I’ve not written a blog entry in some time. Part due to business, part due to blogging lethargy, part to SC political madness, but mostly because of an ongoing, abhorrent socio-philosophical debate. I’ve forced myself to avoid blogging on this ridiculous Chic-Fil-A debacle for some time. And I’m glad I did. With that being said, I am happy to calmly address the free speech debate that has reared its head yet again. (And please people, before commenting or judging, READ my points – too often people assume before giving thought).
Too often over time “advocating for First Amendment rights” has been cited as the reasoning behind why the everyday man supports the commentary of hate or the commentary of love. To the former, see the KKK, see neo-Nazis, see talk at the neighborhood store in the 1940’s saying “I personally have no problem with black people, but Johnny has a right to his opinion, so I stand by him,” and so on, and so forth. To the latter, see the belief in speaking of loving all people as is outlined by religious faith. This tale is one rooted in history.
A recent blog post by Columbia blogger Brad Warthen, “1st Amendment meant to protect POLITICAL speech,” outlines the argument that the writers of the 1st Amendment so proceeded with the law in order to protect political speech, but not immoral speech – that a line can be drawn as to the protection of free speech when it is immoral (such as is the case when Columbia City Council banned a pornographic sex toy shop from opening last fall and earlier this year). In his missive, Mr. Warthen does not come down one way or the other in support or against the Chic-Fil-A hoopla; rather, his point is that the argument from many liberals asking why these conservative free speech protectors aren’t also rallying in support of said sex shop’s free speech, is an incorrect argument…because in this case the sex-shop is immoral.
Now Mr. Warthen makes effort to not so bluntly make the case that I just boiled down to the final sentence of the above paragraph, but feel free to read the post (at the link above) and be a judge for yourself. I read it that way. And I responded on his blog with the below statement:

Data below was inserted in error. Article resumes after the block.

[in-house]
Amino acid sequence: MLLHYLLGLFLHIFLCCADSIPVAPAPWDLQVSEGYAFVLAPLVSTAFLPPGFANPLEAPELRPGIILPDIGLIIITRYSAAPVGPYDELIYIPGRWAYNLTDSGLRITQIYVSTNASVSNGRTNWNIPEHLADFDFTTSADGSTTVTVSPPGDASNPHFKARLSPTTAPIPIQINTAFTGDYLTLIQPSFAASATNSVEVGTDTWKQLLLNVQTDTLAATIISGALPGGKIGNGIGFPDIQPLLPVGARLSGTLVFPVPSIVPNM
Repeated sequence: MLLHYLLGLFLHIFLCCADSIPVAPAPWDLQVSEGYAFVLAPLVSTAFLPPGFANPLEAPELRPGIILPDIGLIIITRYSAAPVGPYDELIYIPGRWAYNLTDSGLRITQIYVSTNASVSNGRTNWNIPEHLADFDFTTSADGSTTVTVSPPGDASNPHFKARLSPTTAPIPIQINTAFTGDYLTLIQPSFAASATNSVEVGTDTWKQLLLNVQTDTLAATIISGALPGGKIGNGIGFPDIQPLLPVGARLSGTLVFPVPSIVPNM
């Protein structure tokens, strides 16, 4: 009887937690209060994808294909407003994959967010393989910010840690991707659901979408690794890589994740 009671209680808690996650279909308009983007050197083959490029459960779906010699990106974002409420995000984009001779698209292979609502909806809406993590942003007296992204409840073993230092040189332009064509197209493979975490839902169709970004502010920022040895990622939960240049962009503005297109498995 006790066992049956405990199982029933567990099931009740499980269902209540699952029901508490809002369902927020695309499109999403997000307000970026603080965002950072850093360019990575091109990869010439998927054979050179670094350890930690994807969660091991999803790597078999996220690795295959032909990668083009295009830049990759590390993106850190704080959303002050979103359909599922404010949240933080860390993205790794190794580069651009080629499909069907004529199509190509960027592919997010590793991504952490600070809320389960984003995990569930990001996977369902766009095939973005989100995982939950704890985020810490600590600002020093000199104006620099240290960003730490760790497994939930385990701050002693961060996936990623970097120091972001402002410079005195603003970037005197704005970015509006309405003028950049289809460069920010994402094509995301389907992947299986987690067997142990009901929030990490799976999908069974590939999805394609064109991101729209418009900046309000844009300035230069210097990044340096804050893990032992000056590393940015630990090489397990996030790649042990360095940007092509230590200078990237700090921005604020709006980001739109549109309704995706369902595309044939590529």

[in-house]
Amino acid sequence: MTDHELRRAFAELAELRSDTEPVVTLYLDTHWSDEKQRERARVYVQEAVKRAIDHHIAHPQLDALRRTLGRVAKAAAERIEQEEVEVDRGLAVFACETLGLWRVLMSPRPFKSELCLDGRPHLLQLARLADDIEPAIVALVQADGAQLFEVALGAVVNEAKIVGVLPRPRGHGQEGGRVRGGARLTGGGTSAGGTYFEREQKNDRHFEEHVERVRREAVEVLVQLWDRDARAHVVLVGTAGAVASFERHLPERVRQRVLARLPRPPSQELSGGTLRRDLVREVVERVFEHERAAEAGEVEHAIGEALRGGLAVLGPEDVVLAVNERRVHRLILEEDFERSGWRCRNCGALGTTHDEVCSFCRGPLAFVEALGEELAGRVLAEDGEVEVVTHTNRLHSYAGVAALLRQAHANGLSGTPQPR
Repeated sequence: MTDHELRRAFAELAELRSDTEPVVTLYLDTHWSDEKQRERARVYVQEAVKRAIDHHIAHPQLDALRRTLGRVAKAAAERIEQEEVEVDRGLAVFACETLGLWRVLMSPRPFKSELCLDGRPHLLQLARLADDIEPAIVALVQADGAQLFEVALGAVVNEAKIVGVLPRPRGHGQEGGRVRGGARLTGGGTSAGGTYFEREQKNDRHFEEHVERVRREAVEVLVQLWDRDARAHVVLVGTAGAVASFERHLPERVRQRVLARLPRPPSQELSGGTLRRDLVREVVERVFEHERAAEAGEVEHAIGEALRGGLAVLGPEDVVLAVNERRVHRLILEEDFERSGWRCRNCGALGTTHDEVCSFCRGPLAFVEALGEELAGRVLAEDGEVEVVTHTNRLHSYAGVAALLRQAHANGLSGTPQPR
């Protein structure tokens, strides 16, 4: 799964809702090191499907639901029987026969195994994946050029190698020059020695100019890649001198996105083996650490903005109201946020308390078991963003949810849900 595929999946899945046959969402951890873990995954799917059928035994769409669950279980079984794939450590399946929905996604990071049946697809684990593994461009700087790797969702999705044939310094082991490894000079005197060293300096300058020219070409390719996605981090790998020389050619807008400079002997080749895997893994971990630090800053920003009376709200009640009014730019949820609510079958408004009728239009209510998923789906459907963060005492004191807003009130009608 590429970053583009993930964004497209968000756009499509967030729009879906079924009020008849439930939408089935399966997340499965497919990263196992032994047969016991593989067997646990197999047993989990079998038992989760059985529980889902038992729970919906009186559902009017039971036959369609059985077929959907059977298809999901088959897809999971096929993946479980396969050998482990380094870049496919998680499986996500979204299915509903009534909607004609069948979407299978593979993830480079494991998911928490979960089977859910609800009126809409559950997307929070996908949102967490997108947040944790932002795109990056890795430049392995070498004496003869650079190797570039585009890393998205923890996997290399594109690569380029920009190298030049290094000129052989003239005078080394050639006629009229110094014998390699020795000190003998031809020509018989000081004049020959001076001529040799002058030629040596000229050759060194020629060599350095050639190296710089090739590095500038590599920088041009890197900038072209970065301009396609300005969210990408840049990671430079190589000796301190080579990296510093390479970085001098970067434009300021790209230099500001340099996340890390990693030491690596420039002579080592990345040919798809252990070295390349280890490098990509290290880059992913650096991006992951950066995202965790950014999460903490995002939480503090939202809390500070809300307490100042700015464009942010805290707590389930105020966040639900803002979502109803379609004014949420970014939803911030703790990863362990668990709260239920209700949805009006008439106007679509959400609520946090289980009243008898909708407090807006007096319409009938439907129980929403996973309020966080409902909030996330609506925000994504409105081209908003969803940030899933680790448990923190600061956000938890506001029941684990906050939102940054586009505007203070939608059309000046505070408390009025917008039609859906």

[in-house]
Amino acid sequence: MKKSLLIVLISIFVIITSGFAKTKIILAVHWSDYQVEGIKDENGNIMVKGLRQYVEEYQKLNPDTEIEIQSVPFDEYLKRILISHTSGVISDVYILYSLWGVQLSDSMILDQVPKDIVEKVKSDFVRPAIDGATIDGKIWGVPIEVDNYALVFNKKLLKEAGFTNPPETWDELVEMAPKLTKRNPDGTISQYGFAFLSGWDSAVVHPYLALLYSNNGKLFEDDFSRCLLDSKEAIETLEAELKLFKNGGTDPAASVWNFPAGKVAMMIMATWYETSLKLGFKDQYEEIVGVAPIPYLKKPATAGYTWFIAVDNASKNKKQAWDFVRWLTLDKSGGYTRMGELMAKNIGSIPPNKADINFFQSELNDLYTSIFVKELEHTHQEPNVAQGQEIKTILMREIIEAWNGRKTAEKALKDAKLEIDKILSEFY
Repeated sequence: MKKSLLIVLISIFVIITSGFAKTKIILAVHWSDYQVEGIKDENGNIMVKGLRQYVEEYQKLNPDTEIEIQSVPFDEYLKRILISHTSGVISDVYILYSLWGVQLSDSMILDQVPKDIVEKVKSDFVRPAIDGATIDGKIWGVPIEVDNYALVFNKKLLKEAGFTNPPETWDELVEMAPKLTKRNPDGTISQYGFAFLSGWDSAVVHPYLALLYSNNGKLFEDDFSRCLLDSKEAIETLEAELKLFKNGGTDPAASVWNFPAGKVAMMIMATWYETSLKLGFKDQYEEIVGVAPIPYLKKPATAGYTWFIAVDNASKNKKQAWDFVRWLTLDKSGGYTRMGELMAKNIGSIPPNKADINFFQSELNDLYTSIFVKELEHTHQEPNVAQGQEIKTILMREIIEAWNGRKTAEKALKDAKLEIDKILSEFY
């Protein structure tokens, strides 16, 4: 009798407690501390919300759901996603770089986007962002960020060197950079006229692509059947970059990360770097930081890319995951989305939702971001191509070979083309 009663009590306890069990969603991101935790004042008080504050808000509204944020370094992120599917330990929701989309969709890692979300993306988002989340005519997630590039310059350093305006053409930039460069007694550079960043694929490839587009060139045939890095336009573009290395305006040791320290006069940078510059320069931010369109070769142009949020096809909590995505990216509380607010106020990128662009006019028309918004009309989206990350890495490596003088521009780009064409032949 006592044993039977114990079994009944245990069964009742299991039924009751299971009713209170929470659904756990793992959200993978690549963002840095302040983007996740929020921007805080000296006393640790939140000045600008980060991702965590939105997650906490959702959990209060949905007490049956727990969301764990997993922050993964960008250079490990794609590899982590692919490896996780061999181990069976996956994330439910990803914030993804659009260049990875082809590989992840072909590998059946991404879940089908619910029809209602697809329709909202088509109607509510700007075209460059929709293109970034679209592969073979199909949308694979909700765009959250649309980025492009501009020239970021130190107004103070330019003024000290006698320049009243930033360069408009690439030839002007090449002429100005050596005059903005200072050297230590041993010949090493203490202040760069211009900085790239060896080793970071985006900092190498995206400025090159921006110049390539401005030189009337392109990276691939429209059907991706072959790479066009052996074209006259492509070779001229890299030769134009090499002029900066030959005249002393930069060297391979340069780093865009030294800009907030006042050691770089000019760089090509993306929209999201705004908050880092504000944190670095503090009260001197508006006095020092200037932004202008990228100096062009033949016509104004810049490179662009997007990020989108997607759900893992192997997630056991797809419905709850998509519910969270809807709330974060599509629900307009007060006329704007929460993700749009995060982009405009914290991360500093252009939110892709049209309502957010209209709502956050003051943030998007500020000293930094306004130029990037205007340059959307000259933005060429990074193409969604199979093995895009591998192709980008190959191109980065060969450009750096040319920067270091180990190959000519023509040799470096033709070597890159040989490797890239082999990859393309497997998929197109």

I do agree that “freedom of speech” should be limited in certain situations, but do not agree with your labeling of the parameters defining those situations. First, your note that you belief that Founders meant political speech is by your own admission an utter assumption with no pen to pad in the Constitution. Anyone can write an interpretive missive on Constitutional insinuation but that doesn’t make it anything more than an assumption.
Second, even if your assumption were the case, I disagree that freedom of political speech – but not “immoral” speech – is in any way descriptive enough or all-encompassing of our speech freedoms by writ. See: religious, spiritual, philosophical, and, yes, moral speech being freedoms we certainly have. Your code of conduct, of morality, is perhaps rooted in the organized religious underpinnings of our society that define most of our beliefs to date. Who named you the judge of what’s immoral and not? My point is that to assume political speech is fair game but immoral speech is not, as so judged by consensus in the heart of the Bible Belt, is both counter-logical and moot to the larger point: what’s believed to be true, whether true or not, is real in its consequences. That, most certainly, is the case with this fast food frenzy.
I agree Chic-Fil-A has a right to its opinion. I disagree that the mass upheaval of free-speechers coming to its side actually find spar with its free speech being at risk as the root of their issue. Rather, they just like their chicken more than they care about gay rights. After all, most of them surely found fault with the protesters at Westwood Baptist who were exercising their right to free speech. See what I just did there? I made an assumption, too, by applying the moral argument.
My final paragraph in that post was to set up a point. Whether you fall on Chic-Fil-A’s side or on that of gay rights advocates, there is no doubt that any plausible defense of morality is indeed based on one’s own moral vocabulary. No one man – even writers of the Constitution – gets to be the judge of what that entails (that is, kinda, what the law allows for). That’s why I could have the personal freedom to be a non-Christian and be friends with a Christian, and yet we could both still talk about it freely. It just so happens that beliefs not rooted in a belief system so engrained in Christianity or “traditional” morals, for example, could enable someone to actually find it immoral to be against sex shops…or against gay marriage.
Now how about that logic? While not true personally, I’m making a point. By applying Mr. Wharten’s same logic, only its counter, now advocating for Chic-Fil-A and not against the sex shop means you’re breaking the law: being against gay rights (immoral), being for pornography (moral).
Guess what people – beliefs are unto each individual. The only thing we’re left with is repeating my centerpiece to Mr. Warthen’s blog: what’s believed to be true, whether true or not, is real in its consequences. Think about it, and find out which side of social consequences you want to support.